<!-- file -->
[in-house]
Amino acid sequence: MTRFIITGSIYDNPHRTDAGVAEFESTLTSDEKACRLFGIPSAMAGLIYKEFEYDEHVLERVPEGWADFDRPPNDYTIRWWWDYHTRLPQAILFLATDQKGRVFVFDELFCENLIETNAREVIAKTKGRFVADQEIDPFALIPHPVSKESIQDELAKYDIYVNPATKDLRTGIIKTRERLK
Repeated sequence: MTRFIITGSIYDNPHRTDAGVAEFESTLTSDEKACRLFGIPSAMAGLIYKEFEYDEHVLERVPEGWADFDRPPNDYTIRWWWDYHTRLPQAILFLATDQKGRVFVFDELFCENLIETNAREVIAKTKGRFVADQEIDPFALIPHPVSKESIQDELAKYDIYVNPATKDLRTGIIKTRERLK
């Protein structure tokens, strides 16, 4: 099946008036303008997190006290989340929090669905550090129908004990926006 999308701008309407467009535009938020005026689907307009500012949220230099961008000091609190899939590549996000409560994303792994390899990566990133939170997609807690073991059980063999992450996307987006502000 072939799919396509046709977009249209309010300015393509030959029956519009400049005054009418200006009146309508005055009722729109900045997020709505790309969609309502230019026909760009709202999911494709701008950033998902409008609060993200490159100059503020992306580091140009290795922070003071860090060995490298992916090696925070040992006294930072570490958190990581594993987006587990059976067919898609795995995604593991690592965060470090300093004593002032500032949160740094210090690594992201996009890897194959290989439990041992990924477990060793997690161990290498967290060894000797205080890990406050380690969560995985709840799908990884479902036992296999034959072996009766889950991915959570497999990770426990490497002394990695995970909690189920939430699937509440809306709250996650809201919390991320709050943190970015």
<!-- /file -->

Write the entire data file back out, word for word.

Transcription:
[in-house]
Amino acid sequence: MTRFIITGSIYDNPHRTDAGVAEFESTLTSDEKACRLFGIPSAMAGLIYKEFEYDEHVLERVPEGWADFDRPPNDYTIRWWWDYHTRLPQAILFLATDQKGRVFVFDELFCENLIETNAREVIAKTKGRFVADQEIDPFALIPHPVSKESIQDELAKYDIYVNPATKDLRTGIIKTRERLK
Repeated sequence: MTRFIITGSIYDNPHRTDAGVAEFESTLTSDEKACRLFGIPSAMAGLIYKEFEYDEHVLERVPEGWADFDRPPNDYTIRWWWDYHTRLPQAILFLATDQKGRVFVFDELFCENLIETNAREVIAKTKGRFVADQEIDPFALIPHPVSKESIQDELAKYDIYVNPATKDLRTGIIKTRERLK
């Protein structure tokens, strides 16, 4: 099946008036303008997190006290989340929090669905550090129908004990926006 999308701008309407467009535009938020005026689907307009500012949220230099961008000091609190899939590549996000409560994303792994390899990566990133939170997609807690073991059980063999992450996307987006502000 072939799919396509046709977009249209309010300015393509030959029956519009400049005054009418200006009146309508005055009722729109900045997020709505790309969609309502230019026909760009709202999911494709701008950033998902409008609060993200490159100059503020992306580091140009290795922070003071860090060995490298992916090696925070040992006294930072570490958190990581594993987006587990059976067919898609795995995604593991690592965060470090300093004593002032500032949160740094210090690594992201996009890897194959290989439990041992990924477990060793997690161990290498967290060894000797205080890990406050380690969560995985709840799908990884479902036992296999034959072996009766889950991915959570497999990770426990490497002394990695995970909690189920939430699937509440809306709250996650809201919390991320709050943190970015």